Forms of Real Estate Ownership
Tuesday, December 8, 2009
(2) Tenancy in the Entirety: some states have a special form of joint tenancy when the joint tenants are husband and wife -- with each owning one-half. Neither spouse can sell the property without the consent of the other. Words in the deed such as "John and Mary, husband and wife as tenancy in the entirety" establishes title in tenancy by the entireties.
(3) Sole Ownership: owned entirely by one person. Words in the deed such as "John, a single man" establishes title as sole ownership.
(4) Tenants in Common: property owned by two or more persons at the same time. The proportionate interests and right to possess and enjoy the property between the tenants in common do not have to be equal. Upon death, the decedent' s interest passes to his/her heirs named in the will who then become new tenants in common with the surviving tenants in common. Words in the deed such as "Peter, Paul, John and Mary as tenants in common" establishes tenancy in common.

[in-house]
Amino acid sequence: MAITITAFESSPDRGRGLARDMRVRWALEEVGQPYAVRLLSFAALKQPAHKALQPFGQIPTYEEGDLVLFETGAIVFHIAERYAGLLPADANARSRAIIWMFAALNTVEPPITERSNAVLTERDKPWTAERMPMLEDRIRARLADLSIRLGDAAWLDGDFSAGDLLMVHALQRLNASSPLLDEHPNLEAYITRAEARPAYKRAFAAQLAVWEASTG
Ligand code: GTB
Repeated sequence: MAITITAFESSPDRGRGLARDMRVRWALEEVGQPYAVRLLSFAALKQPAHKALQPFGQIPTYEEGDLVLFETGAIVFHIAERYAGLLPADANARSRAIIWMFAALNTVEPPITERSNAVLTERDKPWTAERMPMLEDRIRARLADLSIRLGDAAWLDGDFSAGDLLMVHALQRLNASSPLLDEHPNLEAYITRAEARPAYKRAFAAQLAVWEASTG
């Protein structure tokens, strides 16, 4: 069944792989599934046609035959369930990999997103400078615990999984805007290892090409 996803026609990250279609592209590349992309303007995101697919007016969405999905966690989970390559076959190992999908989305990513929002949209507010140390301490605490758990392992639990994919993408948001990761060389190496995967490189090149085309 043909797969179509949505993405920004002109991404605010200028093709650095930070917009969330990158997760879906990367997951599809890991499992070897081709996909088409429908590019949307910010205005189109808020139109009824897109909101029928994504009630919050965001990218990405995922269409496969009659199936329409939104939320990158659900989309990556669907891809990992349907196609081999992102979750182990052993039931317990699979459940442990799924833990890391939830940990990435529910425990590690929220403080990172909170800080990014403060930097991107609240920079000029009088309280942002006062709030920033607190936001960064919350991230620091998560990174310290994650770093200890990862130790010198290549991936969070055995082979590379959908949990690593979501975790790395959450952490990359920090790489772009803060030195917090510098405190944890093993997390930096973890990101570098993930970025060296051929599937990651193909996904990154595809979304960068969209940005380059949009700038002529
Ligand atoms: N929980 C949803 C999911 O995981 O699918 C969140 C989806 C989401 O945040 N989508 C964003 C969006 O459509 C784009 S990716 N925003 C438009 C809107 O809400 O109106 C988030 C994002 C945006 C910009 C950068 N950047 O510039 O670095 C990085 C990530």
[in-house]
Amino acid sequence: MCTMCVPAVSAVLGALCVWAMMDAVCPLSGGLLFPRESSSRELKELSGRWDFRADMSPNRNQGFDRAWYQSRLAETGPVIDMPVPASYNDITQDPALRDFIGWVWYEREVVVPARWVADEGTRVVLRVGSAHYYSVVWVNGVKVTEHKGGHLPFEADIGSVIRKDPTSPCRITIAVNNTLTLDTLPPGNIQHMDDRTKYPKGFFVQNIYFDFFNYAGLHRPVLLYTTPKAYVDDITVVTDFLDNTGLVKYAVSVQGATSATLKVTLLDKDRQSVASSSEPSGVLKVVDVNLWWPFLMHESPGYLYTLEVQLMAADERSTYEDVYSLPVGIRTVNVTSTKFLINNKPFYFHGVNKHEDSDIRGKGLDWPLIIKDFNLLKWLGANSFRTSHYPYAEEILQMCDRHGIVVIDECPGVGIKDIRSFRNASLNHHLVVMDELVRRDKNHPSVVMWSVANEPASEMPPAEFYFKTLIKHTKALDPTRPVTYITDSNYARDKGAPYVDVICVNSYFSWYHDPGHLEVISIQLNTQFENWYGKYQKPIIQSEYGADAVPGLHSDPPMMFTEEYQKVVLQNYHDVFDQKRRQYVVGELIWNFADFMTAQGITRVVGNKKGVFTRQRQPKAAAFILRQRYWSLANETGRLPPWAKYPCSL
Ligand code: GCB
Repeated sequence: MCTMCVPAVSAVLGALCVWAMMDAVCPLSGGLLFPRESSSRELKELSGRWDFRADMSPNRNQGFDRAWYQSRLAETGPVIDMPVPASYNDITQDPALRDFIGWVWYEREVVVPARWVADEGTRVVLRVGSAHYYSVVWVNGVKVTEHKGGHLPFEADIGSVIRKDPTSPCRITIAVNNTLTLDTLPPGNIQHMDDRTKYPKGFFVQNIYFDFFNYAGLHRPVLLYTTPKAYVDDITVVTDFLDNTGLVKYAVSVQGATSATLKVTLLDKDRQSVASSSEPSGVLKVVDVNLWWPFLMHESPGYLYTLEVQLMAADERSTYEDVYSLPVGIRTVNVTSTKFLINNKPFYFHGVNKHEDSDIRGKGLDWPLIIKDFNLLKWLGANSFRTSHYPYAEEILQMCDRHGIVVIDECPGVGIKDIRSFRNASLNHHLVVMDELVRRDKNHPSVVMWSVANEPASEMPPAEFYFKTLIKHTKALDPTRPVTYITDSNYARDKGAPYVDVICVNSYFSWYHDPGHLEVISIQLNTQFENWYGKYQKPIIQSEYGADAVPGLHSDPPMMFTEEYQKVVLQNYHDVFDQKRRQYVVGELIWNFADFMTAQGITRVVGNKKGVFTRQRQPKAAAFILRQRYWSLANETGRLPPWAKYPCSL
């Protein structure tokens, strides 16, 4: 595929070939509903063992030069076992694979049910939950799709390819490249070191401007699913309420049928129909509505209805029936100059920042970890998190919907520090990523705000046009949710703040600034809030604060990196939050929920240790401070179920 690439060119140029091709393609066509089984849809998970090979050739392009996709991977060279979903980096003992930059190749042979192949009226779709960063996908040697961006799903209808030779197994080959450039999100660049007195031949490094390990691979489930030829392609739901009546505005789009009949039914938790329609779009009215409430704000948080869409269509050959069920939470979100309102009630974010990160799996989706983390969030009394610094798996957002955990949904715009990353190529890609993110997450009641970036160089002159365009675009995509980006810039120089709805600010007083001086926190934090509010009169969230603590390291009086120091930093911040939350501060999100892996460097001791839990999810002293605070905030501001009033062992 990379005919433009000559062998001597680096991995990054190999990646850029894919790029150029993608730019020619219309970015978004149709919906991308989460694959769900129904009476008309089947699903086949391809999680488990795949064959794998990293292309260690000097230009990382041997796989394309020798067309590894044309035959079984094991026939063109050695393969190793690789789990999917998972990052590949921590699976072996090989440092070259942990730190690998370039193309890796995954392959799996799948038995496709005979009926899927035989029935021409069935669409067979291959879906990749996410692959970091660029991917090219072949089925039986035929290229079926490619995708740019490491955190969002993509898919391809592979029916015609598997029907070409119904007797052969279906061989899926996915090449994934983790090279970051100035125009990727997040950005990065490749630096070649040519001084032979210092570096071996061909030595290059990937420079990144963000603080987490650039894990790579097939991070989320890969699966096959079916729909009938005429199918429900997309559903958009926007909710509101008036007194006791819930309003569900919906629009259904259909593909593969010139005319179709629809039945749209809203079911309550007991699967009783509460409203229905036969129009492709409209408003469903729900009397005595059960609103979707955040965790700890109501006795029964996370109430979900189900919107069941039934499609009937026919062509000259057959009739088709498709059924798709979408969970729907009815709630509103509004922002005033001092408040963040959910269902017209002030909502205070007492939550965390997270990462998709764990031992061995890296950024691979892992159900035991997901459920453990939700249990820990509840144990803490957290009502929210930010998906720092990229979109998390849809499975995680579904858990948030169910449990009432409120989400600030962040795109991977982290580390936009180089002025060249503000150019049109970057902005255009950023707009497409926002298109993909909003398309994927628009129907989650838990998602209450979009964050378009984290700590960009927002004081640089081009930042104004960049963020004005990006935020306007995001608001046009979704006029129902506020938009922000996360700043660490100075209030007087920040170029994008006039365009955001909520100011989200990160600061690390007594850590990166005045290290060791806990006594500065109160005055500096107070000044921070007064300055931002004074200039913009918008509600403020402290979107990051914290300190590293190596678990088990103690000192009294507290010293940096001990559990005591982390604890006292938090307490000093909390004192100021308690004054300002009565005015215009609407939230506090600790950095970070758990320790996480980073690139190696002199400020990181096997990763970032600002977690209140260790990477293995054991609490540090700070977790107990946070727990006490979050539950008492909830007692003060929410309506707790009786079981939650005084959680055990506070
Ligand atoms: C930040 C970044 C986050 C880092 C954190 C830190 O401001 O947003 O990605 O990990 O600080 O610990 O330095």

(5) Community Property: only in states that recognize community property, a special form of joint tenancy between husband and wife, each owning one-half. Upon death, the decedent's interest passes in a manner similar to tenants in common. Words in the deed such as "John and Mary, husband and wife as community property" establishes community property ownership.